Hey Gorgeous, I have to say this little project was something like a comfort blanket that took my mind off all the possible outcomes and brought me to the present. Was a real balm to help me through this. x
Oh Carla, this is the most beautiful story. I also made flowers when my father passed away. I feel such a beautiful connection. Thank you so much for sharing your heart with us.
HI Shirley, I think for me it was an unconscious but flowers just happened to be my Dad’s favourite thing and he always chose each season’s flowers with such care for his garden. Was a beautiful connecting and glad you made flowers too. xx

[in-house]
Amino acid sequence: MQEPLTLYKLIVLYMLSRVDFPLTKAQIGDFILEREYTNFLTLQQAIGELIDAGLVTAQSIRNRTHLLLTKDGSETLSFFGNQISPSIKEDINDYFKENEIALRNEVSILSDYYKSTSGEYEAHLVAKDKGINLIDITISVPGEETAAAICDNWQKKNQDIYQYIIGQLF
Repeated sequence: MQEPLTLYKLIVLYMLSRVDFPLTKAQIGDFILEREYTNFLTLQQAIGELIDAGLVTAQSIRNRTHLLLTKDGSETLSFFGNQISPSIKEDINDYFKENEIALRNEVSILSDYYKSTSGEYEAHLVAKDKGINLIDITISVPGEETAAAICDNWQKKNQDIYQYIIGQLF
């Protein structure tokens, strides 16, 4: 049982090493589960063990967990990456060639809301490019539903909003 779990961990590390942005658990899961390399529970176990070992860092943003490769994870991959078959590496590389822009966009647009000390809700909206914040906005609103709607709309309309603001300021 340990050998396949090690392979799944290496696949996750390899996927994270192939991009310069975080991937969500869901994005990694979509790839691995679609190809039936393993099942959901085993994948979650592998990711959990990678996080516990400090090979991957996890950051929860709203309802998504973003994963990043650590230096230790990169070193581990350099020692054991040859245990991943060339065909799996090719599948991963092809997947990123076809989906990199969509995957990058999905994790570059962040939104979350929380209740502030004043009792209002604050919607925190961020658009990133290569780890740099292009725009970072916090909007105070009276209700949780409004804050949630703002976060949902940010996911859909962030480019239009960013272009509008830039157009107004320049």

Just beautiful my friend! Thank you for sharing this experience! 💙🙏🏼🌸
This creativity which takes root in sadness and which turns into beauty and acceptance is so beautiful. Well done Carla, you remain an endless source of inspiration. R.E.S.PE.C.T.
Thankyou.. It’s amazing where creativity will take you if you allow it. x
This made me cry – twice. I think I would have got along with your dad. My two favourite foods in the world are oysters and mangoes…
Journaling got me through my shock and grief over losing my mum, I used to transcribe a poem each day from Rumi.
I love that you embroidered your way through quarantine… xxxxxx
Thanks for your notes, yes mangoes and oysters have a whole new meaning now. Lovely thought to transcribe a poem everyday. I think the thing about grief is that creativity can really help us. Yes embroidery really helped me too!!! So peaceful and quiet and just the focus of where to put your needle next .xx